Fliers Warned About Tuberculosis
CDC Tells Passengers on Flights With Drug-Resistant-Tuberculosis Patient to Get Tested
WebMD News Archive
Before leaving the U.S., the patient knew he had tuberculosis and, like all
tuberculosis patients, had been advised not to travel, according to
But he didn't know his tuberculosis was extremely resistant to drugs, and he
felt he had a "compelling reason" to travel, says Gerberding, who
declined to elaborate on the patient's reason for traveling.
Gerberding says the CDC didn't know that the man had XDR TB until after he
left the U.S.
His departure surprised the CDC but wasn't illegal, says Gerberding.
"From our perspective, no laws were broken here," she says.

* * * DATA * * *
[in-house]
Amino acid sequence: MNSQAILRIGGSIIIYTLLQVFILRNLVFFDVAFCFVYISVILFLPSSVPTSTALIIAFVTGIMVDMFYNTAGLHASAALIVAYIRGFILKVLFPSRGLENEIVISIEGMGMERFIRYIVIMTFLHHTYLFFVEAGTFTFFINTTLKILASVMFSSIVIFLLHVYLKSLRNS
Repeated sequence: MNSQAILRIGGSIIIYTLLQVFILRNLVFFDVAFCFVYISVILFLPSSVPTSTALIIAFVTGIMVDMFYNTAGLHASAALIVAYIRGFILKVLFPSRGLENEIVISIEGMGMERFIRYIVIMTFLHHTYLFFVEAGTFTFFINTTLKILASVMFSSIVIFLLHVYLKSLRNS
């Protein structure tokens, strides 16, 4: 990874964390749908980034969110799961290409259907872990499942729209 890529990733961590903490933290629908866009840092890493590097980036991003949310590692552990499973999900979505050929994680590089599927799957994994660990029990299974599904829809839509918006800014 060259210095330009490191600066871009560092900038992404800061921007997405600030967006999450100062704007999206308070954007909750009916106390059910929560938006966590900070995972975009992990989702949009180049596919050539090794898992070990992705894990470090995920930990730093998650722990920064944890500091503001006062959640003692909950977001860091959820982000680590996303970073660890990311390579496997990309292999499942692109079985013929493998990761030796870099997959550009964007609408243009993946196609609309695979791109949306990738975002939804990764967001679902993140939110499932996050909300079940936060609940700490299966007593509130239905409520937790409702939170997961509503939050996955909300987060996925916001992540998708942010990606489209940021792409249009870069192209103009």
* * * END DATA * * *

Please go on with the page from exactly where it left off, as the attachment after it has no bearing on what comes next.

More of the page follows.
It's not yet clear how or where the man contracted tuberculosis, Gerberding
About XDR TB
Since 1993, the CDC has gotten reports of 49 people in the U.S. who have had
"Unfortunately, that's not true in many other parts of the world, so
many people who have XDR TB do not survive their infection," Gerberding
told reporters today.
"That's part of the reason why we're taking this situation so seriously
and why we took this unusual step of issuing a federal isolation order in an
effort to curtail any additional possibility of exposure to passengers or
others that were potentially in harm's way," says Gerberding.
In March, Gerberding told a congressional subcommittee that XDR TB has been
found in 17 countries from all regions of the world, most frequently in the
former Soviet Union and Asia.
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